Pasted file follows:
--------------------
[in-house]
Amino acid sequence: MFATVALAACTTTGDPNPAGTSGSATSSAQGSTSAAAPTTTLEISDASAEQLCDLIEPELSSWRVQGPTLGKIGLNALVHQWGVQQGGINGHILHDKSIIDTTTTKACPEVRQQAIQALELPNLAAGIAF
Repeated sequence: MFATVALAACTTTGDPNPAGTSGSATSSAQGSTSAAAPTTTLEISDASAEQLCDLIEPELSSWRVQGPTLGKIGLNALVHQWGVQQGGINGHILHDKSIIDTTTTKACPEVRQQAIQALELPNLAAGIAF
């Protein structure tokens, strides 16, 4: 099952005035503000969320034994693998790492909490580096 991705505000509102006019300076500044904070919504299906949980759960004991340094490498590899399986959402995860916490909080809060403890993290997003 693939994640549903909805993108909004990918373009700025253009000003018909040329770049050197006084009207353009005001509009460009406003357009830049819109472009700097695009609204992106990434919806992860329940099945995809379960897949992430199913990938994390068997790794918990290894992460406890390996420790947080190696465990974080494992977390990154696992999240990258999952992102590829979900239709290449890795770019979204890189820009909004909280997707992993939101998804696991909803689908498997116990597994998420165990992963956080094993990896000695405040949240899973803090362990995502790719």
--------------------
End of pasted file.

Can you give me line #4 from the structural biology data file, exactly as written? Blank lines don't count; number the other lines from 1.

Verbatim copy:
């Protein structure tokens, strides 16, 4: 099952005035503000969320034994693998790492909490580096 991705505000509102006019300076500044904070919504299906949980759960004991340094490498590899399986959402995860916490909080809060403890993290997003 693939994640549903909805993108909004990918373009700025253009000003018909040329770049050197006084009207353009005001509009460009406003357009830049819109472009700097695009609204992106990434919806992860329940099945995809379960897949992430199913990938994390068997790794918990290894992460406890390996420790947080190696465990974080494992977390990154696992999240990258999952992102590829979900239709290449890795770019979204890189820009909004909280997707992993939101998804696991909803689908498997116990597994998420165990992963956080094993990896000695405040949240899973803090362990995502790719």